• Drink more water. Make this easier by using habit stacking. This means take an existing habit and add the step of drinking a glass of water on top of it. In ABA speak, the existing habit becomes the SD for drinking water. When I turn on my coffee maker in the morning, I drink a big glass of water while the coffee machine heats up.
  • Sleep hygiene. Turn off screens earlier in the evening. Go to bed earlier. Remove distractions. Journal before bed. Whatever works for you to promote good sleep!
  • Eat healthy. Instead of focusing on removing certain foods from your diet, just add in one healthy thing a day- like a fruit or vegetable. Habit stack by adding a piece of fruit to your afternoon cup of coffee, tea, or water.

Quick and easy ways to work on your emotional & psychological self-care:

  • Gratitude practice. There is SO much research on the benefits of gratitude practice for your mental health. This doesn’t have to be time consuming or involved. Habit stack by thinking about one thing you are grateful for every time you brush your teeth. Or ask every member of your family what they are grateful for each day (or call it a happy thing or a good thing) every time you all sit down at the kitchen table together.
  • Insert a pause. Just a simple pause throughout your day can help! When you are starting to feel emotionally heightened, pause and take some deep breaths. Insert this pause before you react to your kids or something else. Just giving yourself that moment to breathe and collect your thoughts can be wonderful for your self-care!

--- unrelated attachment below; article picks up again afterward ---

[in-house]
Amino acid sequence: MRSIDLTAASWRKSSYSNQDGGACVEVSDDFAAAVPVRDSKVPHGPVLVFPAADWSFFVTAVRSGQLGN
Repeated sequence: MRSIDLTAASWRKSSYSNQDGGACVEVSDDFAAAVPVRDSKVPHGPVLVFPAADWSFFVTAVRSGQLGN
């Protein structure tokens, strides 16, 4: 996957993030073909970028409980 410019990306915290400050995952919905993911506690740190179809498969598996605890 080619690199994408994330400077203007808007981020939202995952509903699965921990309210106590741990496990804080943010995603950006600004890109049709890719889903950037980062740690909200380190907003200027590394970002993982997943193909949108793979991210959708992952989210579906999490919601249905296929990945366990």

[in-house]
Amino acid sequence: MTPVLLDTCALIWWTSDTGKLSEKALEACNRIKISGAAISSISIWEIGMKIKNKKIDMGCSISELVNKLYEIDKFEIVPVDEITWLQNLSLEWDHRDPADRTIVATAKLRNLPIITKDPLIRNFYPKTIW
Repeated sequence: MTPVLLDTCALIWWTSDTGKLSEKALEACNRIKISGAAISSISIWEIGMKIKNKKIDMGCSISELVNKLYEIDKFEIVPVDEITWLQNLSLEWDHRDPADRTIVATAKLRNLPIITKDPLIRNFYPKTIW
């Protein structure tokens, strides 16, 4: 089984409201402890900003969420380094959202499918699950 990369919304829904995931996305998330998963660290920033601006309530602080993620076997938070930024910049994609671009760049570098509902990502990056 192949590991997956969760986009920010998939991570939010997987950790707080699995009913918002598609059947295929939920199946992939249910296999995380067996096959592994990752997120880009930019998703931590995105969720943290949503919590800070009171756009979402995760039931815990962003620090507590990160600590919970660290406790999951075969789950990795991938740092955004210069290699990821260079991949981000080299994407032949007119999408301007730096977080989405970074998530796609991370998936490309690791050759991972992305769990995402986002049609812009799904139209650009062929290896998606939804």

• Schedule alone time. Work with your partner or support system to have a standing date with yourself on the calendar. It may be 20 minutes to sit on the back porch or an hour on the weekend to go to a yoga class. Whatever works for you! Put it on your calendar and treat it like an important appointment. It is important!

If you like bubble baths and wine- feel free to use it for your self-care. But that’s not all that matters! What matters is that you find a way to give yourself a little breather from the mental load of motherhood.

Prioritize yourself- even just in small increments. Learn something new, try a new hobby, read a book, exercise. Find what works for YOU and schedule time for it. Guard that time as an important appointment because you are worth it.

What small ways can you incorporate more self care into your days this week?? Try something and let me know how it goes!

Leanne Page, MEd, BCBA, is the author of Parenting with Science: Behavior Analysis Saves Mom’s Sanity. As a Behavior Analyst and a mom of two little girls, she wanted to share behavior analysis with a population who could really use it- parents!

Leanne has worked with children with disabilities for over 10 years. She earned both her Bachelor’s and Master’s degrees from Texas A&M University. She also completed ABA coursework through the University of North Texas before earning her BCBA certification in 2011. Leanne has worked as a special educator of both elementary and high school self-contained, inclusion, general education, and resource settings.

Leanne also has managed a center providing ABA services to children in 1:1 and small group settings. She has extensive experience in school and teacher training, therapist training, parent training, and providing direct services to children and families in a center-based or in-home therapy setting.

Leanne is now located in Dallas, Texas and is available for: distance BCBA and BCaBA supervision, parent training, speaking opportunities, and consultation. She can be reached via Facebook or at Lpagebcba@gmail.com.